NCF Nation: alamo bowl 2013

SAN ANTONIO -- The final moments of Mack Brown’s career at Texas were neither triumphant nor tearful. Just quiet.

He walked off the Alamodome field surrounded by noise but not saying a word. He gathered his team for his final locker room speech. And one hour later, he was gone.

He left the building as Texas’ former head coach, his hellish 16th season finally complete with a 30-7 loss to No. 10 Oregon in the Valero Alamo Bowl. And there was unmistakable finality to this.

[+] EnlargeBrown
Soobum Im/USA TODAY SportsMack Brown congratulates QB Case McCoy after a first-half TD, but little else went right for Brown and the Horns in his final game as Texas coach.
He lost his last game in burnt orange in many of the same ways Texas lost four other games in 2013. His quarterbacks struggled, a slim margin of error killed by two interceptions for Oregon touchdowns. The run game couldn’t win all by itself. The defense fared admirably but couldn’t shut down Marcus Mariota.

“I thought they tried as hard as they could tonight,” Brown said. “We played a really good football team. I thought that quarterback looked like one I saw play for us a while back.”

A once-great program that now has no on-field identity and few discernable advantages lost to a powerhouse. This, quite simply, was why Brown’s time is finished.

Much of the fan base bolted to the exits in the middle of the fourth quarter. Those who stayed did so to chant and clap for their coach.

When it was over, Brown did what he always did: He walked to the sideline and threw up the horns as “The Eyes of Texas” blared. As the cameras and reporters engulfed him, he could barely see the band.

A few players lingered to hug Brown and the woman they called Miss Sally. A sea of cameras clicked and flashed. Brown and his wife were surrounded. Slowly they made their way, arm in arm, to the exit, throwing up the horns again to an admiring orange crowd above.

While balloons dropped and the Ducks reveled, Mack and Sally Brown began their long, slow march to the end. Their coaches, players and reporters followed, through a concrete hallway and uncomfortable silence.

They found the home locker room, the crowd so large it spilled into the halls, leaving some Longhorn players stuck on the outside. They seemed too despondent to care.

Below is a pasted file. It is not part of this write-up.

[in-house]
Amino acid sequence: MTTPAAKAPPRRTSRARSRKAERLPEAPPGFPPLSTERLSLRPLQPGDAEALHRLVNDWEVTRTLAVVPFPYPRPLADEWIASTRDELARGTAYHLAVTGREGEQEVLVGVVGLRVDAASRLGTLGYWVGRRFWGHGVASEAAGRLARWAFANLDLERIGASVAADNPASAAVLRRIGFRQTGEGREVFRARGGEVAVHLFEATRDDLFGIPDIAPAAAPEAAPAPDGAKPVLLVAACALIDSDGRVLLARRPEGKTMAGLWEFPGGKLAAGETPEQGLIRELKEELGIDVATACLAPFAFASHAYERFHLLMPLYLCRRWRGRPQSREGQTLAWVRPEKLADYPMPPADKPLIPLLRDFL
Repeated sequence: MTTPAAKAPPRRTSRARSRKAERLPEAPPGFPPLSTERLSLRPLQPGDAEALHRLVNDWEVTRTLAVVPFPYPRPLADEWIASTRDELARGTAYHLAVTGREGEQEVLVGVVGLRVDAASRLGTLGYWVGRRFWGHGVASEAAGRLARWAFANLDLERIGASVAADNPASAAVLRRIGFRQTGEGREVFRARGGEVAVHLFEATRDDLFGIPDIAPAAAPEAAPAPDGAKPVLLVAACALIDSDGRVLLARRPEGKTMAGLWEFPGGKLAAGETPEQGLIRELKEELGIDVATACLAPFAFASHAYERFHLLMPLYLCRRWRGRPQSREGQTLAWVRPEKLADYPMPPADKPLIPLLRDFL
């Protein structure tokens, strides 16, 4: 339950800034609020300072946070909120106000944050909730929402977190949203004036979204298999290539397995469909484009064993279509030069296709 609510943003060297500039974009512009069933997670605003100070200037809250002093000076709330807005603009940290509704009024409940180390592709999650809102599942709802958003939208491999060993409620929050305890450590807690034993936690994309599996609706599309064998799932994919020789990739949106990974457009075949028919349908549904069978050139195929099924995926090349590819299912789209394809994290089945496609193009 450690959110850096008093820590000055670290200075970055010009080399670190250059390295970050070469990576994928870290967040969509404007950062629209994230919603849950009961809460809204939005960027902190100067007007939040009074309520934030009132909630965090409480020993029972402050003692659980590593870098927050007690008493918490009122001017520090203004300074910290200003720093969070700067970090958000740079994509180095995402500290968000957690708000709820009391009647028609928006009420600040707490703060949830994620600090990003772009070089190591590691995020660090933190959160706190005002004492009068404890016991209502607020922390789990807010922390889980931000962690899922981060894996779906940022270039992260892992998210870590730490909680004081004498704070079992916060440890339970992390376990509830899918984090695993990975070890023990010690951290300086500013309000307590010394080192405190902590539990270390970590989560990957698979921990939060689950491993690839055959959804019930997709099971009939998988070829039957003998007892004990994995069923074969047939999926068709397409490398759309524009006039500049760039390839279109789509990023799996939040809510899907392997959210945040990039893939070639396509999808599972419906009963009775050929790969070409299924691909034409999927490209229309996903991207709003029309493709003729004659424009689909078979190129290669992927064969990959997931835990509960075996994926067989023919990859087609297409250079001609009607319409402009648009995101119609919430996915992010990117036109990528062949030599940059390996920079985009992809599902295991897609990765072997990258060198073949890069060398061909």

Brown’s final speech began, his words soft enough to not reach the hall.

At 9:09 p.m. CT, he was done. The clapping inside the locker room lasted no more than 15 seconds. Secondary coach Duane Akina frowned as he trudged in late.

The locker room doors closed a minute later. Retired athletic director DeLoss Dodds was the first out, with a sigh and a brisk walk toward the exit. Then David Ash left. Case McCoy and Malcolm Brown headed off to interviews. Sally led Mack off to join them five minutes later. The staffers they passed along the way offered meek thank-yous.

Brown said he was disappointed. Defense played great. Offense couldn’t move the ball. Kids fought hard. He had few regrets.

“I told them tonight, the only regret I had is we didn’t win enough games this year,” Brown said. “We didn’t win as many games as we had good players. A lot of great players are coming back. New energy, new staff, new ideas will really, really help these kids.”

The reality that he’s no longer the coach hasn’t sunk in yet. He joked that he might wake up at 6 a.m. Tuesday and review film. Finding his new normal will take time.

[+] EnlargeMack Brown's car
Max Olson/ESPNAs Mack Brown and his wife, Sally, drove off after Texas' loss in the Alamo Bowl, what's next for both Brown and the future of the program he guided for 16 seasons remains uncertain.
No more questions. He stood, said thanks and walked back to the locker room. Players began filing out, grabbing sandwiches before hitting the buses. Assistant coaches came out and hugged their families.

As her husband packed up, Sally perused the halls greeting and hugging anyone she recognized. Brown eventually emerged, a young grandson named Mack in his arms, flanked by more family. His face was red, his smile forced.

His final hour was up. Time to go. Where they’re headed, they don’t know.

“We’ll take a nice trip somewhere warm,” Sally told a reporter, “and figure out what’s next.”

She was ushered off and rejoined her husband on the way out. He was finally outside, but stopped one more time to pose for pictures with fans. He threw up the horns. He’ll have to do these the rest of his life, no matter where he goes.

A few more hugs, a few more handshakes. Brown always had time for those. Then, just after 10 p.m., he slipped into the front seat of a taupe Audi A8 parked near the exit.

Sally, his passenger, offered one more wave before rolling up her window.

And then they drove away, just the coach and his wife, off into the dark.

Instant Analysis: Oregon 30, Texas 7

December, 30, 2013

SAN ANTONIO -- No. 10 Oregon beats Texas 30-7 in the Valero Alamo Bowl. A few thoughts on the game:

It was over when: Oregon safety Derrick Malone picked off a Case McCoy pass over the middle midway through the fourth quarter, then went 39 yards for the score. The Ducks went up 30-7 on McCoy’s second pick-six of the night.

Game ball goes to: Oregon quarterback Marcus Mariota, who was masterful both on the ground and through the air, throwing for 253 yards and a touchdown and rushing for 133. A month off to heal a nagging knee injury did him plenty of good.

Stat of the game: McCoy finished with 48 passing yards and no touchdowns. The two passes he completed to Oregon defenders were returned for a total of 75 yards and two touchdowns.

Unsung hero: Oregon safety Avery Patterson, who gave the Ducks a 7-0 lead just 68 seconds into the game when he picked off a McCoy pass and scored on a 37-yard return. The senior added nine tackles in his final game.

Best call: The Ducks’ first score on offense came when Mariota, with Jackson Jeffcoat fast approaching, flipped to Josh Huff on a shovel pass and he found the end zone from 16 yards out. Huff finished with 104 receiving yards and a school-record 1,140 in 2013.

What Oregon learned: If Mariota makes good on his promise to return in 2014, Oregon should once again have a preseason top-10 team and plenty of firepower to make a run at a college football playoff bid.